‘Witness’ to a Film: Group Explores Movie Mania in Amish Country

Corn stalks stretched skyward, conspiring with a slight hill to obscure an already elusive homestead deep in Amish country.

Then, almost as if by magic, the scene revealed itself, resembling nothing so much as a postcard: a barn, an elaborate birdhouse just off to the side of the driveway, a black cast-iron bell set atop a white house, a pond tucked away in the background. After a two-hour trek – the last leg of it spent navigating narrow roads outside Intercourse, Pa., that might better be assayed by horse-drawn buggies than motor coaches – the tour bus carrying nearly 40 Jewish seniors came to a grinding halt.

The view outside was unmistakable, at least for those who happened to see the 20-year-old, indelible Harrison Ford movie "Witness." In front of the group from the JCC Klein Branch who had viewed the film just last week, stood the farm locale that sheltered Ford's character, Det. Capt. John Book, in his quest to protect an Amish boy who had witnessed a brutal murder. For many of the 37 seniors, the trip to Pennsylvania Dutch country and a working Amish farm – one that just happened to be the set for a Hollywood film – was an enlightening experience.

"I don't want to get too mystical, but it really just makes the movie come to life," said 65-year-old Bernice Kaplan.

Once the bus doors opened, heavy farm odors surged in. But that didn't stop the passengers from excitedly stepping off the bus and setting off on an exploration of the site.

"It's nice to get out of the city," remarked Cantor Burt Naden from Beth Emeth-B'nai Yitzhok in Northeast Philadelphia.

People flocked to a 7-year-old Amish boy and his younger sister who sat beneath a tree, offering lemonade to thirsty visitors.

In April, Martha and Ivan Bieler, an Amish couple with seven children, began to host tourists at the farm made famous by the work of Australian director Peter Weir in 1985. The Bielers purchased the property in 2001.

The movie itself explores the consequences and conflicts inherent in cross-cultural transactions. Ford's character hides for a time in the reclusive Amish community – donning authentic clothing in the attempt to blend in – and in the process develops a strong attraction to the mother of the boy he's protecting.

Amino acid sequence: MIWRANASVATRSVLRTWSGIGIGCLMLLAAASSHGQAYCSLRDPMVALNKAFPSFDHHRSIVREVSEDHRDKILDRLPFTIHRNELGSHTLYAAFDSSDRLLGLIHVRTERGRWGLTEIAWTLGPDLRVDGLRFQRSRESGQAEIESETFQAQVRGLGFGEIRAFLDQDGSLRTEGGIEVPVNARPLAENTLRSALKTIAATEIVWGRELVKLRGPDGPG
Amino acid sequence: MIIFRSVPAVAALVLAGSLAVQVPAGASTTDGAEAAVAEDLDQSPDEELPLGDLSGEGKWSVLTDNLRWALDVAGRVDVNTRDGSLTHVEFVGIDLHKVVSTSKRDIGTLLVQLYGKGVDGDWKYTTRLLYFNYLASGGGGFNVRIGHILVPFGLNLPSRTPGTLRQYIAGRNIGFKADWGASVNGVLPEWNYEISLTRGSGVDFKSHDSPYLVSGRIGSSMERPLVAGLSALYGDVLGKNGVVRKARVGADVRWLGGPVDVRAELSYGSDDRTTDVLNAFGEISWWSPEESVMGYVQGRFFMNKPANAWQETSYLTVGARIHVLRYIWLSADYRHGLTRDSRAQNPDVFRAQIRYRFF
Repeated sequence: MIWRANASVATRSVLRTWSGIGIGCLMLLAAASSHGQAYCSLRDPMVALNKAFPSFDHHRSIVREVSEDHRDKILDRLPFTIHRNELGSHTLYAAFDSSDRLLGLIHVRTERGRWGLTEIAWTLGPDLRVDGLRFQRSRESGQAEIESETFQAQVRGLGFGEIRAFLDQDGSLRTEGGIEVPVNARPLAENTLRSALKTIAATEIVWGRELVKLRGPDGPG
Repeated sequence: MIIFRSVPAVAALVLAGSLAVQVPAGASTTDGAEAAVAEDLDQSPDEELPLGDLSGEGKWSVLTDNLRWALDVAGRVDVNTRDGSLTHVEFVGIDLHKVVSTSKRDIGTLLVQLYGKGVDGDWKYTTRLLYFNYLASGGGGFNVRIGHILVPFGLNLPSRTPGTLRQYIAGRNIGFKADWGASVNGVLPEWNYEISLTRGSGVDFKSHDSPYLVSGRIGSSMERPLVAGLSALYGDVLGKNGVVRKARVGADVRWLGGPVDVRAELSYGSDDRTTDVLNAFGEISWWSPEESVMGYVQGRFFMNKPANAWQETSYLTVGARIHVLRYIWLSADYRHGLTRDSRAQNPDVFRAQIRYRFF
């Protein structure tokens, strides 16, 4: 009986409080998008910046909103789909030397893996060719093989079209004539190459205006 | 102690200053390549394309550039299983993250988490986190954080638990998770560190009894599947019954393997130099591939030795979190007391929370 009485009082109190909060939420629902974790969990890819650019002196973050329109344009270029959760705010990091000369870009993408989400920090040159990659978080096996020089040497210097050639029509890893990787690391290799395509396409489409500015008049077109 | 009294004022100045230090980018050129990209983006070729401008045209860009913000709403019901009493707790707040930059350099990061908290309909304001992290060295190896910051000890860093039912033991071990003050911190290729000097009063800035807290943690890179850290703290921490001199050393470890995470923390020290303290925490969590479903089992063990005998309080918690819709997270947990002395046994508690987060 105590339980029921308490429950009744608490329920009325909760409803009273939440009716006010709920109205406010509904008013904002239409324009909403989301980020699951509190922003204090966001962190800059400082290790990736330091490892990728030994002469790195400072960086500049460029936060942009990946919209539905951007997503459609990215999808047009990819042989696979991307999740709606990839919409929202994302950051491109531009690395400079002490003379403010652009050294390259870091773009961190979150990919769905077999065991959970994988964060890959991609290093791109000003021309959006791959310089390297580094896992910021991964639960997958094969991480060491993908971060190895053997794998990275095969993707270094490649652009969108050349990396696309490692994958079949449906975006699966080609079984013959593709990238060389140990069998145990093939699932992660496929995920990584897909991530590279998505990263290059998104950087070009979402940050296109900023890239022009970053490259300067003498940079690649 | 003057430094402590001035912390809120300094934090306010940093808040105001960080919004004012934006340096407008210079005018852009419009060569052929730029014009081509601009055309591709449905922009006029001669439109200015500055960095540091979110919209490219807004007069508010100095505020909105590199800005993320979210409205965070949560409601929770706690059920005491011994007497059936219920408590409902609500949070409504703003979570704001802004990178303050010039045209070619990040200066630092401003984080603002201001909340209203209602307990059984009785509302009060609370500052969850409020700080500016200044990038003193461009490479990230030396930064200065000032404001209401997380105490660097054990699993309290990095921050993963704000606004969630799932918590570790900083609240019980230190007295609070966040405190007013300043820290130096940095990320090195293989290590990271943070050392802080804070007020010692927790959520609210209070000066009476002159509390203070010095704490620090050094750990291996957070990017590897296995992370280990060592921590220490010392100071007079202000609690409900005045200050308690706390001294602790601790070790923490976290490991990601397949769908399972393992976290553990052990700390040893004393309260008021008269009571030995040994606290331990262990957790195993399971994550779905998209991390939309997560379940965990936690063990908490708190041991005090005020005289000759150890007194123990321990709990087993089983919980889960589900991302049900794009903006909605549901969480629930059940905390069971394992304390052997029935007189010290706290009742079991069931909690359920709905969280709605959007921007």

That character, Rachel Lapp, was played by Kelly McGillis.

Through a series of scenes between the actors, the film explores the relationships between people from contrasting worlds.

No TV, Radio or Newspapers
Tour guide Joe Calta then led the Klein group into a building where one of the film's romantic interludes took place. In the barn – where a buggy marked the spot occupied by Ford's broken-down car – Calta invoked one of the more memorable moments: The big-city detective and Amish mother dance to the 1960s' Sam Cooke song "(What a) Wonderful World" before being discovered by Rachel's father, Eli Lapp, who needless to say is disapproving of the exchange.

Walking from the barn to the house where many of the interior shots were filmed, 61-year-old Judi Adler remarked that the place reminded her of the Orthodox West Bank settlement where her daughter, son-in-law and six grandchildren live. When she visits them, she spends her time adopting to a lifestyle she doesn't normally practice.

"It's so similar," said Adler. "No television, no radios, no outside newspapers."

After the tour of the set – which is open to tourists until December as part of Lancaster County's celebration of the movie's 20th anniversary and its release later this month on DVD – the seniors headed to nearby Lancaster proper for a tour of the Lancaster Cultural History Museum.

The museum's "Witness to 'Witness' " exhibit features memorabilia – culled mostly from local residents who bought the items as souvenirs when production wrapped up – including the phone booth Ford's character uses and strands of rope incorporated in the barn-raising scene.

At the museum, the Klein contingent also read about the history of the Amish, a group whose religious beliefs outlaw many modern conveniences, such as owning motor vehicles. The Amish trace their origins to Switzerland and southern Germany, and count some 230,000 adherents in the United States. According to the museum's exhibit, roughly 54,000 live in Pennsylvania.

Asked why she signed up for the trip, which began at 8:15 a.m. in the Northeast and ended just after 6 p.m., 82-year-old Sylvia Brooks said she wanted to learn something.

"I want to know about the people," Brooks replied, "and experience something I haven't seen before."

Others, such as 84-year-old Eva Gendelman, just wanted to get out of the city for a day.

"I take all the trips given by the Klein branch," she declared. "It gets you the hell out of the house!"



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